Pimp My Lent/Day 16
From cool chick Austin Gray…
“There was a time when I didn’t like him. He was like one of those kids in school that no one wants to sit next to because of his issues.”
There was a time when I didn’t like him. He’s shorter than me, and noisy. He breathes noisy, through his mouth, and he chews gum all the time. He sighs so hard, it’s like he’s the blow-off valve for all the emotions of all the world. He will lie when he’s into telling a story, throwing in fictional details to amp something up and make it more interesting. And when cornered, he will out-and-out deny doing something that I know damn well he did.
For the longest time, he just plain fucking annoyed me. Everything about him seemed fake. Like everything he did was about letting people know “Hey look at me, I’m emotional! I’m peculiar!” After spending time with him, I started seeing that he is emotional and peculiar. Just like some people are mean, some people are nice, some people are smart, some people are stupid, some people like Kent swing between shyness and a desperate need for the love and attention of everybody in the room. In other words, what I thought was fake only seemed fake, because for Kent, fake is true. Until you get him calmed down and quiet, and then you get him. It’s not easy, but that’s my job. To calm down Kent.
Yesterday, we were sitting in the glider on the front porch of the house in the country that I built for us, and by that I mean that me and a crew built it from the foundation up. I can draw it, hammer it out, put in the plumbing, but I don’t understand electricity so I leave it alone. The sun was setting, and everything was just so. The light was fading, turning the Rose blanche to pink, petals glowing, like a bunch of pretty little girls blushing. It was just us, him and me in our skin, wrapped up in a quilt. I’d farmed the kids out to friends so that we could spend the day making up for the fact he’d been on location for a month in L.A. I don’t go to L.A. I don’t go anywhere where the ground might split open or drop a building on my head.
There was a breeze blowing, and just enough chill to warrant the quilt and to keep the mosquitoes from being able to land. We hadn’t said anything for a half-hour maybe. We get that way nowadays, it’s nice. We had our legs wrapped around each other, enjoying the sunset, the breeze, the fragrance of the roses, the bird song and the frog song, barely moving the glider back and forth, barely breathing it seemed.
Not two hours earlier, Kent had come in spoiling for a fight. From the minute I picked him up at the Will Rogers Airport, all the way to home, he was pinched up tight as an old maid’s knees. He wanted an argument and I wouldn’t give him one, so he finally exhaled and shut the hell up about my driving and the humidity and why weren’t the kids here didn’t I realize he’d missed them too. There’s times that I’ll give him just as good as I get, but I wasn’t in the mood so I let him run on until he was run out. He can blow off steam, fine, but he will not be hateful to me. I don’t tolerate that shit. I let him pop off when he needs to, and I don’t take it personally, which he appreciates. Funny enough though, that used to make him lose his shit. When we first started with each other, he called me cold and uncaring. Now he says he marvels at my “quiet center.”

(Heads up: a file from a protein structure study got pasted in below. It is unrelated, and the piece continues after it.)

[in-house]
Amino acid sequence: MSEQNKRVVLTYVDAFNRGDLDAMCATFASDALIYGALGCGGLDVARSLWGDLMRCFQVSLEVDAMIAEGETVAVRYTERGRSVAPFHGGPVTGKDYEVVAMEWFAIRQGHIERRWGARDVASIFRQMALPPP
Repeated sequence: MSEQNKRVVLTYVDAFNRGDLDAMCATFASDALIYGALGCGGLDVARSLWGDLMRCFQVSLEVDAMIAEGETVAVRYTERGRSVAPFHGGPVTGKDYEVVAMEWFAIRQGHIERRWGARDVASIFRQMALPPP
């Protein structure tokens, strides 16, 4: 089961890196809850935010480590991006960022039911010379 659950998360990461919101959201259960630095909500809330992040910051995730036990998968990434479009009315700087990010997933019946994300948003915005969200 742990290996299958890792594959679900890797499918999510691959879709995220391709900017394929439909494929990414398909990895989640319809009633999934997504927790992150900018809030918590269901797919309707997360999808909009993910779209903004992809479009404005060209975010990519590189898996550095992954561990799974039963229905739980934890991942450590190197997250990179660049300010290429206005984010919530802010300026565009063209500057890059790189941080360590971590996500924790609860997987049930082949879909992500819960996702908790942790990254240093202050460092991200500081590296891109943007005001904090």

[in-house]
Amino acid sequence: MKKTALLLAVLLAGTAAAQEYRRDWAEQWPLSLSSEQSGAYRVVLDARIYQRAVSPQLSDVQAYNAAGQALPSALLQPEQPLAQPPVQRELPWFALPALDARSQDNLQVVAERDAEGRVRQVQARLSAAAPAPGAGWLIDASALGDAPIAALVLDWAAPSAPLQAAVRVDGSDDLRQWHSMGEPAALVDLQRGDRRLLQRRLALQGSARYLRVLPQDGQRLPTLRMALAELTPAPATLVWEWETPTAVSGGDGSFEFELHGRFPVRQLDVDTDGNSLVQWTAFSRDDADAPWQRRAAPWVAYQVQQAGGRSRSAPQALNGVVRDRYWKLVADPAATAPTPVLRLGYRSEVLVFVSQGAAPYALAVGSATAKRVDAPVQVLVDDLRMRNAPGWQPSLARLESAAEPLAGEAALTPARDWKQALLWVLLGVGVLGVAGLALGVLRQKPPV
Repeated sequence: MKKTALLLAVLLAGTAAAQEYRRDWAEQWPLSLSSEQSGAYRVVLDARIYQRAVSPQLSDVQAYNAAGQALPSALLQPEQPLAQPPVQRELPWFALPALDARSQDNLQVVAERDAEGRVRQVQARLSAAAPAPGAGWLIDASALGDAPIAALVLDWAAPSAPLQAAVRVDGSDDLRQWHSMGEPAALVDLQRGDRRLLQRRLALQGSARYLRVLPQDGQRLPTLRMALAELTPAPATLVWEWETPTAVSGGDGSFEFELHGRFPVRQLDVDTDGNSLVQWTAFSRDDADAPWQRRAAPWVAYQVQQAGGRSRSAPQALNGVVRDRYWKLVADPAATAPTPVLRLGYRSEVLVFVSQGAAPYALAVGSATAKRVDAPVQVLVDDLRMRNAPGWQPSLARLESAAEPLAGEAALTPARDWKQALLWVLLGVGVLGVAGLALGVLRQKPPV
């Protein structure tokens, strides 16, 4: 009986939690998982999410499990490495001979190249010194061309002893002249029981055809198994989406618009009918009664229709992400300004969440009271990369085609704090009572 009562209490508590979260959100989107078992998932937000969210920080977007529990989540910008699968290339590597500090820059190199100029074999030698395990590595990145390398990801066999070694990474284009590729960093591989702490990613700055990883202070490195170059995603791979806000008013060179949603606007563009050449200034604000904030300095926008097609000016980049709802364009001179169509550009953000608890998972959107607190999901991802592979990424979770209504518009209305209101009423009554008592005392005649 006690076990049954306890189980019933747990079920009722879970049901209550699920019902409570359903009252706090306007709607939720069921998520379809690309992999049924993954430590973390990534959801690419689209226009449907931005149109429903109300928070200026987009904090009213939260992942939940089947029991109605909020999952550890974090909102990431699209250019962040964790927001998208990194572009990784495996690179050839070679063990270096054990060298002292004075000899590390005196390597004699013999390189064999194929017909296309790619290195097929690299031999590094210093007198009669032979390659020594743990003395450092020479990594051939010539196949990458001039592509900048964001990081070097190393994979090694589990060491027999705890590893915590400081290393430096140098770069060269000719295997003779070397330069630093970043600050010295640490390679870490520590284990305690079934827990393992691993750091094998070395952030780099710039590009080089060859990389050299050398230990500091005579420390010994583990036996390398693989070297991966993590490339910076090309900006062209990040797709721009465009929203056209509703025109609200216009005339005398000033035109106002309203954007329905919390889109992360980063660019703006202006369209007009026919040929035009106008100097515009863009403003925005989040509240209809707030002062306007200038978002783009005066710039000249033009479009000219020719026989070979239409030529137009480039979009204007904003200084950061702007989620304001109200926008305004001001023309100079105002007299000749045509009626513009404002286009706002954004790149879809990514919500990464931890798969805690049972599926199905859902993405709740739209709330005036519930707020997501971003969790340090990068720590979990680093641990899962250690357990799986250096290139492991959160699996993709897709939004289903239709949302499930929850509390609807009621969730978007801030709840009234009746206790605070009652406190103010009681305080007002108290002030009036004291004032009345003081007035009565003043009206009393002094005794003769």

It occurs to me right then, sitting on the glider, my arm around his shoulders, my fingers trailing through his hair and tracing the curve of his ear, that he is my center. I’m just calm around him.
Then it occurs to me how what we are is a donkey and a thoroughbred. Horse trainers will sometimes put a donkey in with a thoroughbred, as a companion. This just crosses my mind. Kent kisses my smile, and asks me what I’m thinking, so I tell him.
It just so happens that at this second he is feeling insecure, so we’re off.Are you calling me an ass? He says, leaning back and looking up at me. His expression informs me that no matter what I say, he’ll still think what he thinks, so I don’t say anything. Kent makes the jump to his next conclusion, and assumes that I am comparing myself to a farm animal. How could I think that he thinks that of me? He’s hurt – after everything we’ve been through together, do I really think that he thinks that I’m less-than him? Then he’s on to outrage: Do you think I’m a snob? I let him spin and spin. My mind wanders over to the punch-list for the guest bathroom and whether I want to replace the light switch plates. Finally it’s all out and he’s done.
I’m really hurt you’d think of me that way. When he says this, I know that he’s heading towards quiet. I wonder at how he can do it, get so wound up and then unravel himself again and never completely come apart. I know that the very next time we’re with friends, at dinner, or a party, or whatever, he will tell the story about how I compared us to a donkey and a thoroughbred and how he overreacted to the point of comedy, and then we’ll be done with it. Like the performing of his emotions is how he finishes with them.
We have no business at all being together, we know it. We’re good for now.